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Mississippi misery

"Mississippi misery" Continued...

Issue: "New Orleans: Starting over," Sept. 24, 2005

On a 90-degree Monday morning, Mr. Thill takes a group to Linda Ogden's home where she lives with her elderly mother. The house sustained roof damage and needs several tarps until it can be repaired. Ms. Ogden, who moved in two weeks before Katrina, knows no one in the neighborhood and initially didn't know how she would take care of the leaking roof. After praying with Ms. Ogden and giving her a Bible signed by each person on the team, the volunteers hop on the roof and begin laying sturdy tarps that will last as long as three years. "I can't believe they would help people for free like this," says Ms. Ogden. "I'm so thankful."

Twelve miles west in devastated Gulfport, dozens of volunteers fix 12,000 meals a day for residents around Pass Road Baptist Church, an inner-city congregation near the city's worst destruction. Nearly 10 percent of the congregation lost everything, but the church has staged an enormous relief effort. Volunteers from North Carolina prepare and serve meals, a group from Pensacola, Fla., brought a mobile medical clinic, and the church's sanctuary is packed from floor to ceiling with donated items.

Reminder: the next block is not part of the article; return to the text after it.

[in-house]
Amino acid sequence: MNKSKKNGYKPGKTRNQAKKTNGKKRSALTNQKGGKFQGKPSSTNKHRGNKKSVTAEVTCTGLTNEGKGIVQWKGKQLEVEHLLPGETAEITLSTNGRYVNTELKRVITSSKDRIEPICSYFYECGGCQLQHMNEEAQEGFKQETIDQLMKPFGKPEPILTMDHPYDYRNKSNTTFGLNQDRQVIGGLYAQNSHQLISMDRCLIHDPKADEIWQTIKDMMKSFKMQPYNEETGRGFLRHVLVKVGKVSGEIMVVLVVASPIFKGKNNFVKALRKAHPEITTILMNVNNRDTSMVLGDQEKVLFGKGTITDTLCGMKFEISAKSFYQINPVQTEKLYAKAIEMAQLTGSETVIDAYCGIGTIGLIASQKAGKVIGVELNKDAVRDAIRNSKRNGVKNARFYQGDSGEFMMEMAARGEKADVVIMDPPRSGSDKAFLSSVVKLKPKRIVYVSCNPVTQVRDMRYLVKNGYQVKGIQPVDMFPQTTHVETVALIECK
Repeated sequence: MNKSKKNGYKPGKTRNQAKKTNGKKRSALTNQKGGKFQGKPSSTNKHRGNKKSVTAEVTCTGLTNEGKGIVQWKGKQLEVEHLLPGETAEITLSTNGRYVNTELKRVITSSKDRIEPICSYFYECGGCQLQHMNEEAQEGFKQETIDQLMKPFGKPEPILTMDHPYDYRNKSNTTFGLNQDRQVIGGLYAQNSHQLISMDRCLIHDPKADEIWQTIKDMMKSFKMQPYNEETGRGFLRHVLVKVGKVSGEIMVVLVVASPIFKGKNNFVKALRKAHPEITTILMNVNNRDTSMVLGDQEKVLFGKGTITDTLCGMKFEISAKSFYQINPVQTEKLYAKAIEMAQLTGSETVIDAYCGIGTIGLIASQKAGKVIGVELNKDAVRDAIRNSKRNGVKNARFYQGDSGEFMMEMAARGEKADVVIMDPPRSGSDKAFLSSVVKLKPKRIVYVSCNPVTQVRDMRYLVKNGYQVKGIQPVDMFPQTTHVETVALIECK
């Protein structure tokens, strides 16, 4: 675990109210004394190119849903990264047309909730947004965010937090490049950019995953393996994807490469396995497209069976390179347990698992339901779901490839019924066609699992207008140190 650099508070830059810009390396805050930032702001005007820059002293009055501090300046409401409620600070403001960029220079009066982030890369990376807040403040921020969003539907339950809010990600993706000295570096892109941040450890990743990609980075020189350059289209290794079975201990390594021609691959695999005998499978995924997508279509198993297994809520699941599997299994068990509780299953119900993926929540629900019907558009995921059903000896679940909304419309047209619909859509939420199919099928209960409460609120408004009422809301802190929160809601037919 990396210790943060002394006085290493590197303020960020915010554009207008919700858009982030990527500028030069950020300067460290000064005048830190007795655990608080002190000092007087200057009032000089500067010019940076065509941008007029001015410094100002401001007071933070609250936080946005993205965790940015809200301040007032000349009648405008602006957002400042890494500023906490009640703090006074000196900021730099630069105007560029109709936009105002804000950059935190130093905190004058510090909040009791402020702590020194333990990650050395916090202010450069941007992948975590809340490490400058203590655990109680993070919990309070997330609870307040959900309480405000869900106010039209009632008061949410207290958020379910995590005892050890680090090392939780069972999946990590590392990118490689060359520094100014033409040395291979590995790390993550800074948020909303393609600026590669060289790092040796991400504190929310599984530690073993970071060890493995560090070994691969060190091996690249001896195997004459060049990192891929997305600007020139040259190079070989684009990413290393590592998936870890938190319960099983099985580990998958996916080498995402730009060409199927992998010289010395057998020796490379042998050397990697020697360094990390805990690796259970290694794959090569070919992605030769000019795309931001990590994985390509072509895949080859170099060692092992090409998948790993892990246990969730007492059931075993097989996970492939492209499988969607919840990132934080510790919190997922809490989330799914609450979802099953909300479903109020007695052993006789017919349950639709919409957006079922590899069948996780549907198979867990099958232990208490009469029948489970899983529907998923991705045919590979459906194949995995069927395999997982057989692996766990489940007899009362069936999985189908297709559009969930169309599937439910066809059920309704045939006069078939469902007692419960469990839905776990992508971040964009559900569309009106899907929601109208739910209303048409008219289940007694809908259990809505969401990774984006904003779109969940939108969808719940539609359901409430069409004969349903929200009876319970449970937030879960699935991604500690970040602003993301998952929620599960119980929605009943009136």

Pastor Keith Thrash oversees the efforts between making rounds in the neighborhood to check on elderly residents who refuse to leave their homes. On a stifling afternoon, Mr. Thrash coaxes Mindy Anderson, 81, out of her decaying home, convincing her to visit a doctor. As Mr. Thrash pulls a mildewed, water-logged rug out of Mrs. Anderson's living room, he reflects on his new line of work: "They didn't teach us this in seminary."

Mr. Thrash says the church will help people as long as they need it and hopes to reach out to as many as possible in the community: "We all came here in different ships, but now we're all in the same boat."

Jamie Dean
Jamie Dean

Jamie lives and works in North Carolina, where she covers the national political beat and other topics as news editor for WORLD.

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